And while books and knowledge fuel, me, I don't always read and walk. Sometimes I pray when I walk, sometimes I listen to a favorite playlist, and sometimes I simply have to stay focused on training (AKA wrangling) our new puppy.
Walking has become a habit for me - twice a day, every day. I'm not quite ready for the Tennessee winters but I don't think Penny will let me break this habit. She loves walking, it's an automatic response to the start of her day. It took some practice for me to get on her plan but quickly it became a habit. I then realized our habit was becoming routine and at moments I dreaded it. Maybe like me, you often walk on auto-pilot. Do you ever wonder... How did I get to the other side of the house? Why is my face always in my phone? Or... What was I doing on my way to the mailbox?
Our minds wander and so having a focused purpose helps me stay present in my walks and break the cycle of worry (which I've carried my fair share of lately). Presence keeps us present! But we don't always need a book or music in our ears to practice presence. We can use our own bodies and breath to practice awareness with a purposeful walking meditation.
The first time I practiced walking meditation was on a retreat with a group of teens. It wasn't easy but it stretched us all and we learned a lot about ourselves. To start, I suggest practicing in your back yard or even at home if you can't get outside. It's nice to have some privacy to allow yourself full presence so you're not worried about being distracted or even stepping out in front of a car. Yep, that happens. Practicing alone gives you more confidence to start, then you can practice walking reverently throughout your day. Walking meditation isn't about exercising yourself or your pet but it is about healing, it is about being fully and completely present in your body.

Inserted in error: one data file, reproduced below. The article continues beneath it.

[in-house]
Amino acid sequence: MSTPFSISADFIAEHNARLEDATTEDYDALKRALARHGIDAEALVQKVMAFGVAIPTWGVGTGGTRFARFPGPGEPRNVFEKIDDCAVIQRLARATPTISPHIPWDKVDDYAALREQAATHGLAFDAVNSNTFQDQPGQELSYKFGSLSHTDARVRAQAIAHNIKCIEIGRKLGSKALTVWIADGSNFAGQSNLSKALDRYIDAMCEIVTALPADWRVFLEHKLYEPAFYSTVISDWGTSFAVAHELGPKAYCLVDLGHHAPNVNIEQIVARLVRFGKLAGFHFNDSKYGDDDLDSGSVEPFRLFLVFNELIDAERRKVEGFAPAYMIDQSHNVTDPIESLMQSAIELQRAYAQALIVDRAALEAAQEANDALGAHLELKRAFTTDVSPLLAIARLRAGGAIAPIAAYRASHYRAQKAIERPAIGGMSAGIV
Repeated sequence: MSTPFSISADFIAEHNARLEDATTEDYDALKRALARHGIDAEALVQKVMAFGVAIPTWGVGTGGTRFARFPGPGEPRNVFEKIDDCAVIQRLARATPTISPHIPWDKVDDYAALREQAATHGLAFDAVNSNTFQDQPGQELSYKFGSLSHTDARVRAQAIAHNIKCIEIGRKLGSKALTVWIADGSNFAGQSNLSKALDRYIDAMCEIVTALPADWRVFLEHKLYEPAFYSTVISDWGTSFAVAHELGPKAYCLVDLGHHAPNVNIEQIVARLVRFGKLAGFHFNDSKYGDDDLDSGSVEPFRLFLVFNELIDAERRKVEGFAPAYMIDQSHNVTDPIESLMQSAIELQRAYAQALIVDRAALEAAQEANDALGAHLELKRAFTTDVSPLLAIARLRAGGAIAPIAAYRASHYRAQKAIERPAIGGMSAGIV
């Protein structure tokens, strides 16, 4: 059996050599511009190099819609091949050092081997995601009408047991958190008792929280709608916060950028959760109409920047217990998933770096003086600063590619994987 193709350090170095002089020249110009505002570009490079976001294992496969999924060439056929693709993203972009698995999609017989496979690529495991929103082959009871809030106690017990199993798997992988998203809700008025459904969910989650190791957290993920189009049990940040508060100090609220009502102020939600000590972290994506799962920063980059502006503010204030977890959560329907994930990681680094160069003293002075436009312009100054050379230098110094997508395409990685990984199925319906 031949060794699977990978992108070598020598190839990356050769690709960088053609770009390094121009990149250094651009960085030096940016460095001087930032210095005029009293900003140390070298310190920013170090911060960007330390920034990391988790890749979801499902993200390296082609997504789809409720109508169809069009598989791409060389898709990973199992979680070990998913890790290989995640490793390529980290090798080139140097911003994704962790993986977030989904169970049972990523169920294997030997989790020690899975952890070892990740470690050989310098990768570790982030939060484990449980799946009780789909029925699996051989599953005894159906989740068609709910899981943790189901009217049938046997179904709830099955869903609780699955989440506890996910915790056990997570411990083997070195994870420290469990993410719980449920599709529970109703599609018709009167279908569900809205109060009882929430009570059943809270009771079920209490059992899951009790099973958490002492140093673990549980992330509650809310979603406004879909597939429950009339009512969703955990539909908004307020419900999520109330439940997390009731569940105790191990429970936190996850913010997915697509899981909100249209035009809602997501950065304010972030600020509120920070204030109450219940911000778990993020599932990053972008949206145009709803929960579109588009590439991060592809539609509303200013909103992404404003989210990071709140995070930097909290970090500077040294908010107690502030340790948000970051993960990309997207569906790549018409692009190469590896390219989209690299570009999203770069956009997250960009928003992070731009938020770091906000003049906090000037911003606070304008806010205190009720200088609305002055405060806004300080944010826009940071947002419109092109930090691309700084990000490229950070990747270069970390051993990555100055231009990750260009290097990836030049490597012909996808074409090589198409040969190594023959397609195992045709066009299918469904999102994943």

In walking meditation you feel your feet hit the ground, each and every step. You notice how mindfulness in your body can bring you into the moment. You go slow on purpose. You walk and breathe in sync and allow your body the space to be fully present. While being present in this way is not easy, it is indeed transformational.
Ready to try it? Need some help in discovering presence with a short mindful walk? Listen to the Walking Meditation podcast below. Then use some of what you learn to begin incorporating presence and breath in all of your walking - about the house, to the car, or around the block.
Walking has become a natural way for me to destress and unplug. I have a long way to grow my mindfulness while walking (especially with a puppy in tow) but I'm glad to keep practicing.
How do you practice mindful presence while walking?
Will you take a walk with me?
All Saints Sunday, November 1, 2020 from 12:30 - 4:30 PM at Lebanon First UMC in Lebanon, Tennessee.
You're invited to join us for a reflective day apart offering space for God's wisdom through presence, intentional silence, and words from the Saints before us.
Space is limited to 20 participants, please RSVP to save your spot. Your registration and $15 check must be received by 10/23/20 (or until the retreat is full). Our day retreat will be socially distanced with plenty of room outdoors (bring a lawn chair, a blanket, pillow, or anything that makes you comfortable settling in for reflection). You'll receive a journal, guided prayer prompts, access to a hot beverage station and a warm fire. In case of inclement weather, please bring a mask for safety of all participants so that we may enjoy reflection time in the sanctuary and chapel.
This event is open to the entire community and is hosted by Lebanon First UMC. Our time in reflection will be facilitated by Whitney R. Simpson of Exploring Peace Ministries.
This past month has been turned upside down, full of surprises! Our family is moving back to the town where we built our first home (in the same county, not that far down the road). Everyone keeps saying, "I didn't know you were moving!" Guess what? We didn't know we were moving either! We weren't expecting it. We weren't planning it. Yet we are leaning in and very excited to settle in our new-to-us (100 year-old) home.